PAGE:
"The three Omni's are, once again open to all sorts of interpretation, because of the imprecise nature of language and words. My opponent simply assumes one definition and meaning that is suitably relative to their particular argument."
The three Omni's, as my opponent calls them, only have one definition each.

Omniscient - all-knowing
Omnipotent - all-powerful
Omnibenevolent - all-good

My opponent cannot just change the meaning of a word to suit his argument. Furthermore, the God described in the Bible knows everything, can do absolutely everything, and is all-good. This is obvious from the verses I presented in my Main Argument. My opponent cannot just ignore the Bible's definition of God and switch it with his own. And my opponent does exactly that:

"All knowing: Could simply mean knowing everything to be known. All powerful: Could mean a variety of things, dependant how one chooses to interpret the word powerful. All good: Only God would have the authority to define goodness. Humans assume that there is a distinction to be made. We also assume importance and this would not necessarily be the case."
I will refute each of those points below.

==

Omniscience
The God described in the Bible knows everything, not "everything to be known". You cannot just ignore Bible verses and change the characteristics of the Christian God. It's also incorrect to say that someone "knows everything to be known", because to determine what is to be known you would have to first determine what is not to be known. To determine what is not to be known, you would have to know that, but then it would be known.

Omnipotence
The God described in the Bible can do absolutely anything. As it says in Luke 1:37, nothing is impossible with God. My opponent cannot just ignore Bible verses and change the meaning of the word "omnipotent".

Omnibenevolent
The Bible states that God is all-good [1], and then states that God is responsible for all evil [2]. A being that is omnibenevolent cannot be responsible for evil. The Bible's claim that God is all-good contradicts its claim that God is responsible for all evil. Good is a subjective term, meaning that whether things are good or bad is subjective; but an all-good being cannot do evil by definition.

==

My opponent finishes his rebuttal with an alternative to Epicurus' quote.

"Epicurus Alternative:
God does everything that needs to be done. Therefore God is omnipotent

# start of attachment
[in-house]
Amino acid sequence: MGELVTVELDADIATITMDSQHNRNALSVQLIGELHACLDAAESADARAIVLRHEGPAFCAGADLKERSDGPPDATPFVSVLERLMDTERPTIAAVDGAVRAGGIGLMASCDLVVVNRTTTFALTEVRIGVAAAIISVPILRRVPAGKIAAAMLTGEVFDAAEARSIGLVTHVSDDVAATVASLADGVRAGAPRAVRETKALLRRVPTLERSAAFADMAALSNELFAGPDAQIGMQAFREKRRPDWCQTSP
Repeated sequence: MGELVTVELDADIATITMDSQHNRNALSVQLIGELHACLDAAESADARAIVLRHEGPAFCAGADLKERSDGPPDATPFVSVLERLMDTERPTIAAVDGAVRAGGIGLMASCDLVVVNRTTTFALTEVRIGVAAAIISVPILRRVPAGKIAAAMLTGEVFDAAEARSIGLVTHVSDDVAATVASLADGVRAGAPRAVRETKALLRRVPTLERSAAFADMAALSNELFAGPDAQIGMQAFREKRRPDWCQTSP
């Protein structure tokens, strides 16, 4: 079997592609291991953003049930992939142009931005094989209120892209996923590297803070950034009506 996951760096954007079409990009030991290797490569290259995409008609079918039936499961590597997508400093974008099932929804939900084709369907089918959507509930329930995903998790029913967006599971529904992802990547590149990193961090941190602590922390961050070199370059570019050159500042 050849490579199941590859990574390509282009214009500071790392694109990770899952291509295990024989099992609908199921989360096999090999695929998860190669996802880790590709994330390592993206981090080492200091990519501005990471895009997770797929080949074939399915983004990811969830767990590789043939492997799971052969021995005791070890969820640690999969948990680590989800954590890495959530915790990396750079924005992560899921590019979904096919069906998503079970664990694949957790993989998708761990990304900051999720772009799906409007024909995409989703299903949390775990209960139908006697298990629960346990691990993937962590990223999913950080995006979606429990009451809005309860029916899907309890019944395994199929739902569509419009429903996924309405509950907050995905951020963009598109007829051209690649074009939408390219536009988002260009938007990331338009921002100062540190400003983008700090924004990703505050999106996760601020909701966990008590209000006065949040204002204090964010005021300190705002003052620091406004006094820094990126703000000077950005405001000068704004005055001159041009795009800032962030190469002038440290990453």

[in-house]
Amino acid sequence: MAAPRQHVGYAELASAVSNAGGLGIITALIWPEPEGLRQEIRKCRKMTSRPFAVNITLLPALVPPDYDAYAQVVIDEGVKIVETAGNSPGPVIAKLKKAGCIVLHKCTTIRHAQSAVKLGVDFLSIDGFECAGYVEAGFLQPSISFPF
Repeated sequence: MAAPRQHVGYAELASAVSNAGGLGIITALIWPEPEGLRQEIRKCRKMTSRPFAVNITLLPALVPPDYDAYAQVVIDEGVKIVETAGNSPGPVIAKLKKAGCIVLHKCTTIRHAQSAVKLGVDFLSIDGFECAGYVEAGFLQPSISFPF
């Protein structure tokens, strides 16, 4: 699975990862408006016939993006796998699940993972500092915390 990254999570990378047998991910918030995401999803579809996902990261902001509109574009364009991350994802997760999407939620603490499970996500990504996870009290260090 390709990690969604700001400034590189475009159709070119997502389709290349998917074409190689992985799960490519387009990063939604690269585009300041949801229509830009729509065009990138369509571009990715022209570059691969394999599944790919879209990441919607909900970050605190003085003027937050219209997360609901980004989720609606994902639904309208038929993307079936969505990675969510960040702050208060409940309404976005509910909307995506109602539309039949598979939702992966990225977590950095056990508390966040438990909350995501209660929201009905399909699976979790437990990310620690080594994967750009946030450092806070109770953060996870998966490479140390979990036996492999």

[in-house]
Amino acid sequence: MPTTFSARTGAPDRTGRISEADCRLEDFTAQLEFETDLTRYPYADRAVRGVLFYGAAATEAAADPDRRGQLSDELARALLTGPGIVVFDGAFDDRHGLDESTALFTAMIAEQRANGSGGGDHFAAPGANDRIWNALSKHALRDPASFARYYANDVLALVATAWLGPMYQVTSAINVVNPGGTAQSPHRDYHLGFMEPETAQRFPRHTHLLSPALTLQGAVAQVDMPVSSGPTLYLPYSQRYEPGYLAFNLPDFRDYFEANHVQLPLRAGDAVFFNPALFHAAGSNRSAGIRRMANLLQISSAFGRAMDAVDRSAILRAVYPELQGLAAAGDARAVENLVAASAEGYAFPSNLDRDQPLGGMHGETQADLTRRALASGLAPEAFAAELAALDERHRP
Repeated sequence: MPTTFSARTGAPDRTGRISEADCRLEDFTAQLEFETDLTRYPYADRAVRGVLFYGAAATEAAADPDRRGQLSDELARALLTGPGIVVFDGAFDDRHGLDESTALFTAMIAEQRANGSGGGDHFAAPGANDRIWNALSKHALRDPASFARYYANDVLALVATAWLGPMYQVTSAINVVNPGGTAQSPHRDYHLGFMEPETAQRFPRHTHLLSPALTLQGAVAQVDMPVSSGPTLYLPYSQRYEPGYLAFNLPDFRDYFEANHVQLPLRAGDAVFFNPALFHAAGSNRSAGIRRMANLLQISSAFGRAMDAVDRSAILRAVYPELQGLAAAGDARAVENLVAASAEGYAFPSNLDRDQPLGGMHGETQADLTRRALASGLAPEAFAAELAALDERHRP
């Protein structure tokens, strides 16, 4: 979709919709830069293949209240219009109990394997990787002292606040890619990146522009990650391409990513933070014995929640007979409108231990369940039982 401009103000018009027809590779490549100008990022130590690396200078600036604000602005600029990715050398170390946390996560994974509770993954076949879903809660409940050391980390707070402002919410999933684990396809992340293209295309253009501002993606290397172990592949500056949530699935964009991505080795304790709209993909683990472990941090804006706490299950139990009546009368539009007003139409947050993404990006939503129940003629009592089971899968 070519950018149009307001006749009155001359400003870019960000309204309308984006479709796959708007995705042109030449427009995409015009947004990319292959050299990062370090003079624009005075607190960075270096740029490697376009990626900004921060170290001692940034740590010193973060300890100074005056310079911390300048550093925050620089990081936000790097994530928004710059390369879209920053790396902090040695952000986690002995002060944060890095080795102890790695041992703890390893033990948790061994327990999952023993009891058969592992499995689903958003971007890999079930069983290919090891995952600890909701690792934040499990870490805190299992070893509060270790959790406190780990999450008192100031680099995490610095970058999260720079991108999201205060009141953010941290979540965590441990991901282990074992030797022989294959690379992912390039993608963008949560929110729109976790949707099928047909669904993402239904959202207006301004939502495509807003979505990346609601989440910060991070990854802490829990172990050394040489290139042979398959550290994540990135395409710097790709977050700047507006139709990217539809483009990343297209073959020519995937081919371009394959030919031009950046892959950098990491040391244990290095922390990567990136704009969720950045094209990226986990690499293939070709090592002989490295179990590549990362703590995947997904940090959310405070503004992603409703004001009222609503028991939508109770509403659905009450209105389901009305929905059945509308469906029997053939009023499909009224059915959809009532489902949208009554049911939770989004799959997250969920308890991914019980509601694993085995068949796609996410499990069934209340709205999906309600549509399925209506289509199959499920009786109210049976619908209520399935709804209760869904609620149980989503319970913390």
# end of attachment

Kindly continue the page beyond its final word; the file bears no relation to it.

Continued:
He is able and does what is necessary? Then he is self-confident.
He is both able and self confident? So hence all is good.
We are not able to judge him? So call him God."
1. What is "everything that needs to be done"? How do you determine what needs to be done and what does not need to be done? This is irrelevant regardless; the definition of omnipotent is not what someone does but what someone can do.

2. Self-confidence is irrelevant to this debate. Also, my opponent has not proven the claim that God is able in the first place. 

3. Someone able and self-confident is not automatically all-good.

This alternative proves nothing and is irrelevant.

"Epicurus was just a bloke, who manipulated words and language in exactly the same way that my opponent and I do."
This is an ad hominem attack and proves nothing.

==

My opponent concludes his rebuttal with this statement:

"My opponent openly admits that a higher power could possibly exist. 
Christians assume the existence of a higher power and they refer to it as God.
In both of these two instances the higher power is unknown.
Therefore my opponents possibility and a Christians assumption are one and the same."
The Christian God is not just a higher power. He is also omnipotent, omniscient, and omnibenevolent. As I have proven, being these things is impossible, and so the Christian God cannot exist. 

==

Conclusion

My opponent cannot change the definitions of words and ignore Biblical verses. I have already proven that the Christian God described in the Bible is omniscient, omnipotent, and omnibenevolent. I have also proven that a being cannot be those things. Therefore, the Christian God cannot and does not exist.

====================

=Sources=

[1] - Psalm 100:5 KJV, Psalm 145:17 KJV, John 3:16 KJV

[2] - Isaiah 45:7 KJV.
Published:
My opponent has not proved anything.

They have simply used words with variable definition and put them together in one particular order to suit their own purposes. Which is debating of course.
All pertinent words used within their discourse, such as exist and the three omni's have variable and alternative definition. (As identified in rounds 1 and 2).

All that I do, is utilise these legitimate variations and alternatives to construct an appropriate counter-argument. Which is debating of course.

The only certainty is, that this time worn argument will never be resolved. Because somewhat illogically maybe it will always be impossible to either prove or disprove
the existence of an actual entity, referred to in the Christian Bible as God.

So my opponent flogs a dead horse, whilst I present a perfectly reasonable argument primarily centred around the impreciseness and alternative definitions of the word exist.

We cannot monopolise words and language, therefore I would strongly assert that as long as I utilise words and language within the parameters set by accepted lexical convention, then my discourse on the existence of the Christian God as an intangible entity, is wholly valid.
Round 4
Published:
=Rebuttals=

"My opponent has not proved anything."